Pulmonary Embolism

How to crowdsource the world for emergency medicine

Two new studies, published online Tuesday in Annals of Emergency Medicine, illustrate the power of social media and the Internet to promote scholarly dialogue around the world and the importance of establishing criteria for wh ...

Apr 02, 2015
popularity 7 comments 0

Pulmonary embolism (PE) is a blockage of the main artery of the lung or one of its branches by a substance that has travelled from elsewhere in the body through the bloodstream (embolism). Usually this is due to embolism of a thrombus (blood clot) from the deep veins in the legs, a process termed venous thromboembolism. A small proportion is due to the embolization of air, fat, talc in drugs of intravenous drug abusers or amniotic fluid. The obstruction of the blood flow through the lungs and the resultant pressure on the right ventricle of the heart leads to the symptoms and signs of PE. The risk of PE is increased in various situations, such as cancer or prolonged bed rest.

Symptoms of pulmonary embolism include difficulty breathing, chest pain on inspiration, and palpitations. Clinical signs include low blood oxygen saturation and cyanosis, rapid breathing, and a rapid heart rate. Severe cases of PE can lead to collapse, abnormally low blood pressure, and sudden death.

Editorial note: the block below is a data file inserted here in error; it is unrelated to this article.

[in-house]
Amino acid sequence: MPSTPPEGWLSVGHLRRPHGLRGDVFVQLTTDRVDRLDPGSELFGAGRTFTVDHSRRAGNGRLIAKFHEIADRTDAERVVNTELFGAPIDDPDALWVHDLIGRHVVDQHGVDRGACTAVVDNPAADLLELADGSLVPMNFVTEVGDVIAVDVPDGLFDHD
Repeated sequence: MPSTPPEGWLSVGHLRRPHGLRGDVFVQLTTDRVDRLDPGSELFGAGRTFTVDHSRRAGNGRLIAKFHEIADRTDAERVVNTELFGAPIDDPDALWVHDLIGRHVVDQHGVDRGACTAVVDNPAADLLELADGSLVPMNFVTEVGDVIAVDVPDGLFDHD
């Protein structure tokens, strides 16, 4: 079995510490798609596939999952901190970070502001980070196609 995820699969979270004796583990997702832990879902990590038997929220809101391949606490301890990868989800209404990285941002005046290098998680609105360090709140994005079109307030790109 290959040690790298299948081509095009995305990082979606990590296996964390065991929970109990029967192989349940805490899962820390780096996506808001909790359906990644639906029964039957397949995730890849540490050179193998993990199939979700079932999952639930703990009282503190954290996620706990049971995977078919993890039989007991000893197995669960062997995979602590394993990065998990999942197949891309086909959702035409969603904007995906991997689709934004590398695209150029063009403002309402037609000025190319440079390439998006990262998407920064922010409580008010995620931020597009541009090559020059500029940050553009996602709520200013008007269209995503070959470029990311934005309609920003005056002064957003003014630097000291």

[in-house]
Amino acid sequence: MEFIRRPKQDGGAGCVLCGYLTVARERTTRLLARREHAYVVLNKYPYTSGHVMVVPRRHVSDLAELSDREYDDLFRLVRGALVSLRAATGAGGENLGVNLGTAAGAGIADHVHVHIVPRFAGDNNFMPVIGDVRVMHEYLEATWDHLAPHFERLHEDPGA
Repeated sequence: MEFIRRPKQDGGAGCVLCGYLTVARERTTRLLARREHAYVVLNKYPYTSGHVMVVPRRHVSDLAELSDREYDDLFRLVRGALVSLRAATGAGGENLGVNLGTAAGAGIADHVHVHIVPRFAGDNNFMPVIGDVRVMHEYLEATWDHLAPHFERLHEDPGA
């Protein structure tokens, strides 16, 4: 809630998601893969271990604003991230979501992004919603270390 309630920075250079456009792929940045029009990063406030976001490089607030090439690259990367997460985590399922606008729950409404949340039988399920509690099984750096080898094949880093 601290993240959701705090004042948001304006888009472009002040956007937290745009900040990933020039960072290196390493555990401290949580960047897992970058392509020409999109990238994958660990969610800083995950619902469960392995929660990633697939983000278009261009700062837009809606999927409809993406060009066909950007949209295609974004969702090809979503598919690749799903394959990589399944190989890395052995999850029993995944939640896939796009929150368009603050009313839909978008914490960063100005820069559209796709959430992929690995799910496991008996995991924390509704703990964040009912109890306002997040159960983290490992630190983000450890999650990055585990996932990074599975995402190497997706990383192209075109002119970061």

Diagnosis is based on these clinical findings in combination with laboratory tests (such as the D-dimer test) and imaging studies, usually CT pulmonary angiography. Treatment is typically with anticoagulant medication, including heparin and warfarin. Severe cases may require thrombolysis with drugs such as tissue plasminogen activator (tPA) or may require surgical intervention via pulmonary thrombectomy.

This text uses material from Wikipedia licensed under CC BY-SA

Latest Spotlight News

Finding points to a cause of chronic lung disease

Scientists have long suspected that respiratory viruses—the sort that cause common colds or bronchitis—play a critical role in the long-term development of chronic lung diseases such as asthma and chronic ...

Technique could speed biologic drugs

Antibodies are specific molecules that can lock onto a particular cellular structure to start, stop or otherwise temper a biological process. Because they are so specific, antibodies are at the forefront ...

Babies feel pain 'like adults'

The brains of babies 'light up' in a very similar way to adults when exposed to the same painful stimulus, a pioneering Oxford University brain scanning study has discovered. It suggests that babies experience ...

Cancer drug shows promise as cure for hepatitis B

Australian scientists have found a potential cure for hepatitis B virus (HBV) infections, with a promising new treatment proving 100 per cent successful in eliminating the infection in preclinical models.